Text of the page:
George R.R. Martin – Tuf Voyaging (1986) Review

Tuf Voyaging

  • Genre: science fiction
  • pages: 435
  • My rating: 6/10

Long before George R.R. Martin became a household name due to his great success with A Song of Ice and Fire, he used to write science fiction. Mostly short stories, written in the 70s and 80s. Now, with the success of his epic fantasy series, publishes saw an opportunity to re-issue his short stories in a couple of nice editions. Most of these stories are now collected in a two-volume collection named Dreamsongs, but here we have third collection – Tuf Voyaging – that binds a handful of his stories together with a shared theme.

Tuf Voyaging hold seven short stories about an astronaut named Haviland Tuf. Martin wrote all these seven stories sometime between 1978 and 1986. Haviland Tuf is a space trader who comes into the possession of a powerful spacecraft, which used to be a ship of the Ecological Engineering Corps. With this spacecraft, Tuf holds the power to tackle all the various problems of the human settlers in their colonies on faraway worlds. So begins Tuf’s adventures in space, where he has to use his ingenuity to deal with the strangest problems.

Tuf is not a typical action hero. Tall, bald, overweight, with a fondness for cats; a bit like the guy who plays Varys in the Game of Thrones TV series. Martin wanted his stories to have a dark comedy in them, in the way that Jack Vance used to present his stories. The premise of Tuf helping out people on other planets with ingenuity also sounds very similar to Stanislaw Lem’s Cyberiad and The Star Diaries. But Jack Vance’s influence is the strongest, and immediately recognizable in Haviland Tuf’s speech patterns. But since Tuf is the only one speaking in a dry, elaborate manner, he comes across as an odd person.

Whether these stories work for you, depends on whether you like Tuf and whether the rather simple plotlines interest you at all. The stories themselves are very episodic with colorful characters, and Tuf himself is somewhat of an oddity. He is unsociable, patronizing and his manner of speaking can work on your nerves, so much so that I often fully understood those who got mad at him. In Jack Vance’s stories, it worked because Vance’s entire style had a dark comedy of manners to it (and he was a better writer than early Martin), but when your main character is the only one acting weird, he turns into a self-centered dickhead.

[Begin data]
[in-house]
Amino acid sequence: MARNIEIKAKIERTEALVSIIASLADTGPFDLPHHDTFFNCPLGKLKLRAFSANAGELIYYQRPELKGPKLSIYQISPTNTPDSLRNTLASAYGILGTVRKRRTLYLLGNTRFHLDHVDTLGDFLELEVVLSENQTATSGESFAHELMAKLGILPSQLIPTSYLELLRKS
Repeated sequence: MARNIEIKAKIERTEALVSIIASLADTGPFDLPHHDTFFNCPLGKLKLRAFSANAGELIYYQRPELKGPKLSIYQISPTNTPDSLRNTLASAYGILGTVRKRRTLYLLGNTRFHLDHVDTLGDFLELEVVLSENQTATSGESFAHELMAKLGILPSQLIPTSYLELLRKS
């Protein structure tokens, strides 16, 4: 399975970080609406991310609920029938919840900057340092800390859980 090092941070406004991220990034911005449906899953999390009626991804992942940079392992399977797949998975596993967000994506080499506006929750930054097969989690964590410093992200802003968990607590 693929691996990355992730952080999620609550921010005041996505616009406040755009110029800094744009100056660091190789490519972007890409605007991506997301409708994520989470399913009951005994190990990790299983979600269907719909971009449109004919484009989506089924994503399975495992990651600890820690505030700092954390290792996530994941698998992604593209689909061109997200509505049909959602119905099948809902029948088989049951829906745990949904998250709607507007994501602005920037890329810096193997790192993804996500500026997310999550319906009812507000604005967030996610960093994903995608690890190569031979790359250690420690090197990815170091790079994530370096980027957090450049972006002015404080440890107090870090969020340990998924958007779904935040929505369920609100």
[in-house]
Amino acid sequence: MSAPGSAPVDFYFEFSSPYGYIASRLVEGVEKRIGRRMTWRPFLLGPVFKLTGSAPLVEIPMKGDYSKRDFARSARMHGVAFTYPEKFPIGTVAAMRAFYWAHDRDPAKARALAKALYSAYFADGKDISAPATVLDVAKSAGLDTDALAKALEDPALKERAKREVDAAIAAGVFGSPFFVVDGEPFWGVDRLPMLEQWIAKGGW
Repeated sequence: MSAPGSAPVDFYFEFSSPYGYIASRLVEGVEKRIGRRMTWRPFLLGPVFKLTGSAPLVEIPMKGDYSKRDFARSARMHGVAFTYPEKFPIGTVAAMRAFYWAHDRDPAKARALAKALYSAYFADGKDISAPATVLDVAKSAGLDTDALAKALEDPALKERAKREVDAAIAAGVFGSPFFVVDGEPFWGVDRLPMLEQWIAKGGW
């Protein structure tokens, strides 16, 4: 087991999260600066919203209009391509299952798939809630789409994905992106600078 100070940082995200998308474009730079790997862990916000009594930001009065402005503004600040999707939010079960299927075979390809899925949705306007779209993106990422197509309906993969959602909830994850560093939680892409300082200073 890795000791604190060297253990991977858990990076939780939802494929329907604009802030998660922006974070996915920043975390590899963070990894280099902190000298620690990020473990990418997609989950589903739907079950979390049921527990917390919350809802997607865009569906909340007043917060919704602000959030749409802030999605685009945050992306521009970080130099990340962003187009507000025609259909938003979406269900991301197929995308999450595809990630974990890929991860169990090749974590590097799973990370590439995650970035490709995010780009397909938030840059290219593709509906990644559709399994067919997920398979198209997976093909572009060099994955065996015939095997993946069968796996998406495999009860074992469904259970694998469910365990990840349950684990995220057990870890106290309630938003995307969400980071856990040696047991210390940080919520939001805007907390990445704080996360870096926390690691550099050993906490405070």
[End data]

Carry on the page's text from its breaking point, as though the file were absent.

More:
Tuf Voyaging2

I like this French cover

So, he is unlikable. But he is also a unique character to find its way into a space story. He’s memorable, at least.

The stories:

The Plague Star. Our introduction to Haviland, and the story of how he got his powerful ship Ark. A motley group of traders, a mercenary, an android, a soldier and a scientist team up to search for an ancient artifact of immense value, and they hire Haviland and his crappy little ship to fly them there. The story moves fast, but its plot is pretty standard and the characters are cartoonish. Lots of action and infodumps, but nothing about it is intriguing. The whole thing reminded me of a Saturday-morning cartoon. 3/5